hit movie screens this year. Out this 
month, the fiim foiiows the odd cou- 
pie across Europe during the height 
of sixties giamour. “You’re deaiing 
with spy stories, so it’s sexy,” says 
costume designer Joanna Johnston, 
“i was iooking at men from that 
time — Steve McQueen, Aiain Deion, 
Sean Connery. Briiiiantiy cooi, sexy 
beasts in very nice ciothes.” 

That meant putting the two 
ieads in very nice ciothes too. 
Johnston iooked to McQueen circa 
The Thomas Crown Affair for Caviii 
and to Jean-Paui Beimondo in 
Breathless for Hammer. “Henry's 
character has his suits made on 
Saviie Row, so i worked with the 
taiior Timothy Everest,” Johnston 
says. “[Napoieon’s] got shoes from 
Crockett & Jones, bespoke shirts. 
He’s a man who’s aware of his styie.” 
She adds: “Armie piays a Soviet spy, 
but i didn’t reaiiy dress him as a 
Russian.” Hammer’s signature piece 
in the fiim is a brown suede Jacket 
from Raiph Lauren, the oniy item 
that wasn’t bespoke. “We needed 
hundreds of them,” Johnston says. 
Hundreds? “Yeah, it’s because of the 
stunts in action fiims. I’m really sur- 
prised when I can use Just one.” 




From top: Armie Hammer 
(left) as Ulya Kuryakin 
and Henry Caviii as 
Napoleon Solo; Joanna 
Johnston's sketches of 
the looks. 


o 

The Two Most 
Fashionable 
Musicians Touring 
This Fall 

In the coming months, two of 
music’s best-dressed perform- 
ers are swinging through North 
America. They’re both from 
Europe, but that’s where the 
similarities end. 

THE MAN Jamie Hince 
THE TOUR July 25-September 27 
THE SOUND For more than a 
decade, Hince has been making 
an unholy racket as part of the 
London-based garage-punk duo 
the Kills. He and singer Alison 
Mosshart are back in the United 
States, playing a series of con- 
certs four years after they last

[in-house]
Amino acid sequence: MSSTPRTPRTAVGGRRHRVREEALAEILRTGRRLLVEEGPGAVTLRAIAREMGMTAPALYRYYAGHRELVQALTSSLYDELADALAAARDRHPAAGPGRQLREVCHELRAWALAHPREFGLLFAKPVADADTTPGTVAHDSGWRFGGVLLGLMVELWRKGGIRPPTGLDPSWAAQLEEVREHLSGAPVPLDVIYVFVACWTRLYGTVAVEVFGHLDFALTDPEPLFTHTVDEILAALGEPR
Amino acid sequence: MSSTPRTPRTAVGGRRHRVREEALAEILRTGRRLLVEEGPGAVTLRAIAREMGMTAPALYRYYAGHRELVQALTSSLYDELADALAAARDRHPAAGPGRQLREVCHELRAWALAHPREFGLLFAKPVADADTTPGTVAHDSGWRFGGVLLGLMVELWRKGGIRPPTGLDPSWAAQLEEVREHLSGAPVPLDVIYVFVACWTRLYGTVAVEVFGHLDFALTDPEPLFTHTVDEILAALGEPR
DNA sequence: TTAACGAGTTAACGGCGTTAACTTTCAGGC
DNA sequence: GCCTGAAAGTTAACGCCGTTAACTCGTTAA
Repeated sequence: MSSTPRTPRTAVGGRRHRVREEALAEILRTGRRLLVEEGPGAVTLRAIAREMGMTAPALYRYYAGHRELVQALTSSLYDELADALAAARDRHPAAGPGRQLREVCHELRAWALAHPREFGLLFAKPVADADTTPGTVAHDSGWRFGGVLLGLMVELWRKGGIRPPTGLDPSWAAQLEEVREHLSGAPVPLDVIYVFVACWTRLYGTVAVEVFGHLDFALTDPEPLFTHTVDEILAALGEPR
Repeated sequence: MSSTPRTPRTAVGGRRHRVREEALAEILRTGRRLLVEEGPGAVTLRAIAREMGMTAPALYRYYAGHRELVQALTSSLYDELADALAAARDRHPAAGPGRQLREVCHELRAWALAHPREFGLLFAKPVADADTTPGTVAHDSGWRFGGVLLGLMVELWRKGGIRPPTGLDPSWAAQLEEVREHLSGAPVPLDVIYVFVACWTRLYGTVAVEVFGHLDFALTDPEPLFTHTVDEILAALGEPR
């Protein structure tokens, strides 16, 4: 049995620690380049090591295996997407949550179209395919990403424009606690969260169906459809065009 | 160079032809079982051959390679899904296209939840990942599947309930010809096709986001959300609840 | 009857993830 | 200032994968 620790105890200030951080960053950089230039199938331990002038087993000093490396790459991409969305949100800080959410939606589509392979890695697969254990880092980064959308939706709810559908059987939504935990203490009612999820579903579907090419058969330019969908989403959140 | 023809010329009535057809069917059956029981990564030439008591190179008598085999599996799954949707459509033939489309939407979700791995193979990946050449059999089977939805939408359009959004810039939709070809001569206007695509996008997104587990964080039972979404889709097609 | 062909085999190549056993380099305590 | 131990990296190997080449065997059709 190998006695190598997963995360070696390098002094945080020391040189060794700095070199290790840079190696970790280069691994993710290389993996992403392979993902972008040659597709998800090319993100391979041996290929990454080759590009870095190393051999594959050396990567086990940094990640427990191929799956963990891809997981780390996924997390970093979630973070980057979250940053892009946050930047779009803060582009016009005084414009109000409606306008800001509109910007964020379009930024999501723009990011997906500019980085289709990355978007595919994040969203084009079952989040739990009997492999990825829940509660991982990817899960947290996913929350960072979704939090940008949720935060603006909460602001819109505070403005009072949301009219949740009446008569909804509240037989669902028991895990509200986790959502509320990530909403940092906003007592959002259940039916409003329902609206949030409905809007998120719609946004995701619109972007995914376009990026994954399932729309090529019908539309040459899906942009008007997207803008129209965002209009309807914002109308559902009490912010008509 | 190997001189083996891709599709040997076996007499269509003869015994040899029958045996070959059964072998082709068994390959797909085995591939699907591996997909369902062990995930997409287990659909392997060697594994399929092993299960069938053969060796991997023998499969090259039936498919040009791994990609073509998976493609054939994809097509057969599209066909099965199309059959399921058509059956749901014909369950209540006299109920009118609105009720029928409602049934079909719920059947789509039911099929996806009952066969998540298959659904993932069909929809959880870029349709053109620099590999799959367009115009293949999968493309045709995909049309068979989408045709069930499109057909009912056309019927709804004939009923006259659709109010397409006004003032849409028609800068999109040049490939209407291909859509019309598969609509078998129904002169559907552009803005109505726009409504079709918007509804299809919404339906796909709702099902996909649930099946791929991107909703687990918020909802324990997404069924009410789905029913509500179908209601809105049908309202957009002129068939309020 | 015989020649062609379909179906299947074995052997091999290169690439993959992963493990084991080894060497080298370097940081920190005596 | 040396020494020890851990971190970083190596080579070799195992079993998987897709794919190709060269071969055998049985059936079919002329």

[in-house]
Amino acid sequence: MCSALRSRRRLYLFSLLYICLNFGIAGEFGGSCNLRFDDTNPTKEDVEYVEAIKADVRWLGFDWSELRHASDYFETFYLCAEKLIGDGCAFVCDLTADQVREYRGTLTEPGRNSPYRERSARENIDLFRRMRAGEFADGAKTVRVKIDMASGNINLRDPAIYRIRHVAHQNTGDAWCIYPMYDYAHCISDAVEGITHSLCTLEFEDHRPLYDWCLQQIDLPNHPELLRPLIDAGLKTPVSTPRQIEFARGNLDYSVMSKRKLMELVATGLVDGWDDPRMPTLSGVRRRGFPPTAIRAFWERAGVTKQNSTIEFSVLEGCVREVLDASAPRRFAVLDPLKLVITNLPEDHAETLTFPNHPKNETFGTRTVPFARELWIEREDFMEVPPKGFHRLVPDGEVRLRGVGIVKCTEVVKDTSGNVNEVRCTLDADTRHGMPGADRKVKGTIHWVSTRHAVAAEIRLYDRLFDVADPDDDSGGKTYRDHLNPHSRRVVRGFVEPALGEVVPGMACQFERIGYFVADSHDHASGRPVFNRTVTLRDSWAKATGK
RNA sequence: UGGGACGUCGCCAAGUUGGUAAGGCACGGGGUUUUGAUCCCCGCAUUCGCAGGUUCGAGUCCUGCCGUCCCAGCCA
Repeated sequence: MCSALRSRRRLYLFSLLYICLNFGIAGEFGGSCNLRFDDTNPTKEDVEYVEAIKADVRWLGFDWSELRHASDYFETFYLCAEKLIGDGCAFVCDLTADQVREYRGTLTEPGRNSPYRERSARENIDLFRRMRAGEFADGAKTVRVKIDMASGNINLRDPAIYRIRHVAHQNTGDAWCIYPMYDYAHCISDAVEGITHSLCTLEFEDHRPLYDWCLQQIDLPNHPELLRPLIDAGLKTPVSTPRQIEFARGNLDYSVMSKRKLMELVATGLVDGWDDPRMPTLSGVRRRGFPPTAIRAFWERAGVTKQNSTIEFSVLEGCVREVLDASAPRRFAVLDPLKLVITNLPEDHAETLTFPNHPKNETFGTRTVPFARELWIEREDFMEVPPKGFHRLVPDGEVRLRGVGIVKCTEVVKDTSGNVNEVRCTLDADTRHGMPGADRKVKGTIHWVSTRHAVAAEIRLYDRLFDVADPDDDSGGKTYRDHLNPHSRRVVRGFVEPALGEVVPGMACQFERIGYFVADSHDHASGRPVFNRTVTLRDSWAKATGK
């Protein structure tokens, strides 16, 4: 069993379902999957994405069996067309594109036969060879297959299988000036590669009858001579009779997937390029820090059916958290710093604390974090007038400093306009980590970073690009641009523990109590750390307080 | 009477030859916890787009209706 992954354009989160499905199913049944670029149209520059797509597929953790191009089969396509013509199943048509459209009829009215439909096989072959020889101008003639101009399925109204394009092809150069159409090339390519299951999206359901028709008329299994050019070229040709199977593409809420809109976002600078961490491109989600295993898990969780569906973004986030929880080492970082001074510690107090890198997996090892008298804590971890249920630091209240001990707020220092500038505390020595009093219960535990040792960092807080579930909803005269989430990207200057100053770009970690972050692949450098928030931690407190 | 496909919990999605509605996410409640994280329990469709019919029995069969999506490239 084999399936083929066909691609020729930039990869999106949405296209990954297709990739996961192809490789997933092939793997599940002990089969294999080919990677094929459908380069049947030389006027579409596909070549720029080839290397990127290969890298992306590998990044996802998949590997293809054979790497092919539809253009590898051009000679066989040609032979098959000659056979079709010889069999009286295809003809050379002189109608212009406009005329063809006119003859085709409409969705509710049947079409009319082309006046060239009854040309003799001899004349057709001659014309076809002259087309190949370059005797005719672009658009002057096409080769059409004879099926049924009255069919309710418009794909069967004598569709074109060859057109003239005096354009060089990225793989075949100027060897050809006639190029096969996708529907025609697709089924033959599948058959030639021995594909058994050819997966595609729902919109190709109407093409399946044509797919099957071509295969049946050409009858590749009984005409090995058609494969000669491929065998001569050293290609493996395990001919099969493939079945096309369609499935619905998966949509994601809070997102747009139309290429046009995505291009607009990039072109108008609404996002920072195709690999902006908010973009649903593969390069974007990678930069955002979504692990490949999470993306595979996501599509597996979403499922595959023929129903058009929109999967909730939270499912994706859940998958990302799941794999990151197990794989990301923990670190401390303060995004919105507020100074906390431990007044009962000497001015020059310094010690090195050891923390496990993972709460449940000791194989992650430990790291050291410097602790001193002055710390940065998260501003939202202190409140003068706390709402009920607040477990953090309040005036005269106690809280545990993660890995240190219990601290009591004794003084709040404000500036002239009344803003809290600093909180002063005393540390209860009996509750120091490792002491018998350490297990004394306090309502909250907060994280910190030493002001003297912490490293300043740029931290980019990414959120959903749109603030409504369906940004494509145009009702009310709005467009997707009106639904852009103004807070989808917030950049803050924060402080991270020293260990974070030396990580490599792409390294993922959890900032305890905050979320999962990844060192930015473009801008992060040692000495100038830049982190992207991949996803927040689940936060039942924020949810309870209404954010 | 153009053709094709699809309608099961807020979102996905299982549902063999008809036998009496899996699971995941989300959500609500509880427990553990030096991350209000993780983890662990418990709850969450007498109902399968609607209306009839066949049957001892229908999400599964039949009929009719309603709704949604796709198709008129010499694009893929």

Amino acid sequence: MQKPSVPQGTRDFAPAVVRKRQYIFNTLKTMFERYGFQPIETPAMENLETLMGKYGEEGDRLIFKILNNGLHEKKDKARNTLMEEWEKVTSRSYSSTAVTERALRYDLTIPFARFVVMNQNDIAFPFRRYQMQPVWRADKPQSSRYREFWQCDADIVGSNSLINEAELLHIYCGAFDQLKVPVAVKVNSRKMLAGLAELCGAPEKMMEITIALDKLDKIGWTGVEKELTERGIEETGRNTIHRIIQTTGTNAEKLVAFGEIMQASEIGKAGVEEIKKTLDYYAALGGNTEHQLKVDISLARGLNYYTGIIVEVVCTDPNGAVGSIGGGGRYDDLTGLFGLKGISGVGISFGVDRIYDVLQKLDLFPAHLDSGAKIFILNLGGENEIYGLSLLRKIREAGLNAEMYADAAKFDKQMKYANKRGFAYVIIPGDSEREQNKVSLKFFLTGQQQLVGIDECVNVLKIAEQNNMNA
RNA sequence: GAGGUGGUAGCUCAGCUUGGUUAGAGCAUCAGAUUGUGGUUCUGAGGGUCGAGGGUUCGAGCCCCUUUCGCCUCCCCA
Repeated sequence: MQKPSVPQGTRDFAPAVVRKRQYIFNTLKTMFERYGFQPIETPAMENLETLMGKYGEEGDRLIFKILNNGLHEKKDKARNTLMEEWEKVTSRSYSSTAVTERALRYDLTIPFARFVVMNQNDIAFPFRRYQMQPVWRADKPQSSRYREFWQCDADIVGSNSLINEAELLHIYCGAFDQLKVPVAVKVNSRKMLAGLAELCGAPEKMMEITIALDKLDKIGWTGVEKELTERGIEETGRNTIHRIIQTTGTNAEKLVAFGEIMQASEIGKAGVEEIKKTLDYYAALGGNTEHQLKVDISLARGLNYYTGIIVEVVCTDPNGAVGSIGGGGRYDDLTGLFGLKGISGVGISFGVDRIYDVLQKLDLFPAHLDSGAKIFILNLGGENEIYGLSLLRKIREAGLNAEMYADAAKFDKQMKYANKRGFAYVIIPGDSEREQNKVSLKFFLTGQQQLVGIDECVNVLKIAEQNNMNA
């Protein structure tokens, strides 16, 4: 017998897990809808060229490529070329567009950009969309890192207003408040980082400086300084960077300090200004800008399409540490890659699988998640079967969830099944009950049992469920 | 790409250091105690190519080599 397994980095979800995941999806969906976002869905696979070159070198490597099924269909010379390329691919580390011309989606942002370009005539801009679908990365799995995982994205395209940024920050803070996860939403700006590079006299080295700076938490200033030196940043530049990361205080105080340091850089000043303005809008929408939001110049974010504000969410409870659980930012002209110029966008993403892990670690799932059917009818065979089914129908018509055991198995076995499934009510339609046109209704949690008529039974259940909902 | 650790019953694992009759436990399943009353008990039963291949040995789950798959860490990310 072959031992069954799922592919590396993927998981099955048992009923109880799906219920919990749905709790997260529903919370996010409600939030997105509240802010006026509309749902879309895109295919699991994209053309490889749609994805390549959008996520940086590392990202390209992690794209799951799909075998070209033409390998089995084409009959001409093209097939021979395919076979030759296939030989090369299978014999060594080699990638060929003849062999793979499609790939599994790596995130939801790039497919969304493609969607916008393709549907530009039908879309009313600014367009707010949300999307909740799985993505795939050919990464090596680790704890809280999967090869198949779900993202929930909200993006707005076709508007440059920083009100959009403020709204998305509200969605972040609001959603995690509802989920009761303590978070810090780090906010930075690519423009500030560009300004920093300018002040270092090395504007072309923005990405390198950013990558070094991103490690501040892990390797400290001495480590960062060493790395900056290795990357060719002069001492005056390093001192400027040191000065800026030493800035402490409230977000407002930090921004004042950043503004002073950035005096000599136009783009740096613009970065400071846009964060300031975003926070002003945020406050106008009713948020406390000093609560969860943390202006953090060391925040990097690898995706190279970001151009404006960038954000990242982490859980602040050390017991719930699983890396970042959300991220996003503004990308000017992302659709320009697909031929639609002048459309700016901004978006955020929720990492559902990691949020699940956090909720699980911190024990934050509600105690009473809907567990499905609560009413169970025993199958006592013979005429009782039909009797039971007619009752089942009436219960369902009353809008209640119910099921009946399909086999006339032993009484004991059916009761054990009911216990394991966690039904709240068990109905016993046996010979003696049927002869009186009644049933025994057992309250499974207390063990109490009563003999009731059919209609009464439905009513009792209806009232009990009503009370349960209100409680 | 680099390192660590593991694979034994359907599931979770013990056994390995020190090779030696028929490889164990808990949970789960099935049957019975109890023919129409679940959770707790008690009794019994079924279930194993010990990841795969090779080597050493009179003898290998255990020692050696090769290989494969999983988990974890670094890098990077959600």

released an album. 

THE STYLE Hince is known for his 
classic rocker look — ankle boots, 
skinny Jeans, perfectly distressed 




leather Jackets — and for his front- 
row perch at runway shows beside 
wife Kate Moss. 

THE MAN Stromae 
THE TOUR July 5-October 1 
THE SOUND The Belgian hip-hop 
dance sensation — he's crazy- 
huge on the Continent — has a 
moody, articulate take on EDM. 
This fall he headlines Madison 
Square Garden. 

THE STYLE Stromae tends toward 
the bright, geometrically patterned 
offerings from his fashion label, 
Mosaert. (That’s an anagram of 
Stromae — which is, in turn, an 
anagram of maestro. We await his 
inevitable fragrance, Samerot.) 

Above: Stromae performs in 
Milan in 2014. Left: Hince outside 
an English pub. 





CHEAT SHEET 


IIIIIIIIIIIIIIIIMIIIIIIIIIMIIIIMIIIMIIIIIIIIIIIIIIIIIIIIIIIIIIIIIIIIMIMIIIIIIIIIMIIIIMMIIIIIIIMIIIIIIIIIIIIIIIIIIIIMIIIIIIIIIIIIIIIIIIIIIIIIIIIIIIIIIIIIIIIIIIIIIIIIIIIIIIIIIIIIIIIIIIIIIIIIIIIMIIIIIIIinillllllllllllllllllllllllllMIIIMIIIMIIIIIIIIMIIMIIIIIIIUMIMIIIIIIIIIIIIII 

PHOTOGRAPH BY BEN ALSOP 



t Any Gum? 

I s(TteH=^\A/ftTfthat 
<, natural-colored 
ler — were popular 
e seventies, and 
're back now to 
you keep your " 
jker game^weet. 


Article Number 

($180) 


Vans ($55) 


Oliver Spencer 

($288) 


Hundred ($340) 


Common Projects 

■- ($442) 


Tomas Maier ($480) 


50 DETAILS AUGUST 2015 


STYLING BY BETTINA BUDEWIG. 


STYLING BY EUGENE TONG. GROOMING BY ANDREW FITZSIMONS AT ABTP.COM, CASTING BY 
EDWARD KIM AT THE EDIT DESK. PHOTOGRAPHS, BOTTOM LEFT, CLOCKWISE FROM TOP RIGHT; 
EVERETT COLLECTION {2); GETTY IMAGES; THE KOBAL COLLECTION. 


iiHiiiiiiiiniiiiiiMiiiiiiiiiMniiiiiiiiiiiiiiniiiiiniiiiiiiniiiiiiiiiiniiiiiiniiiiiiiiniMiiiiiMiiiiiiiiiiiiiiiiiiiiiiiiiiiiMiiiiiiiiiiiiiiiMiiiiiiiiiiiiiMiiiiiiiiiuiiiiMiiiMiiiniiiiMiiiiiiMiiiiiiniiiiniiiiiiiiiiMiiiiiiMiiiiiiiiiiiiiiHiMiiiiiiiiiMi 



Color 

Correct 

If you think that bright, multi- 
hued socks peeking out from 
under your suit pants counts 
as a daring pop of color, you’d 
be right — if this were 2010. 

Now it’s all about going bigger 
and bolder. Try can’t-miss-’em 
purple corduroys or layer with 
a lightweight V-neck in canary 
yellow or a scarf in kelly green. 
The key to avoiding a cartoonish 
look is to pair a single standout 
piece with a neutral palette of 
charcoals and dark blues — not 
black, which can make the 
contrast feel too eighties. And 
in case there’s any confusion 
about what’s considered auda- 
cious these days, go open a box 
of Froot Loops. 



1/ 

Blazer ($1 ,095) by 
Boglioli. Sweater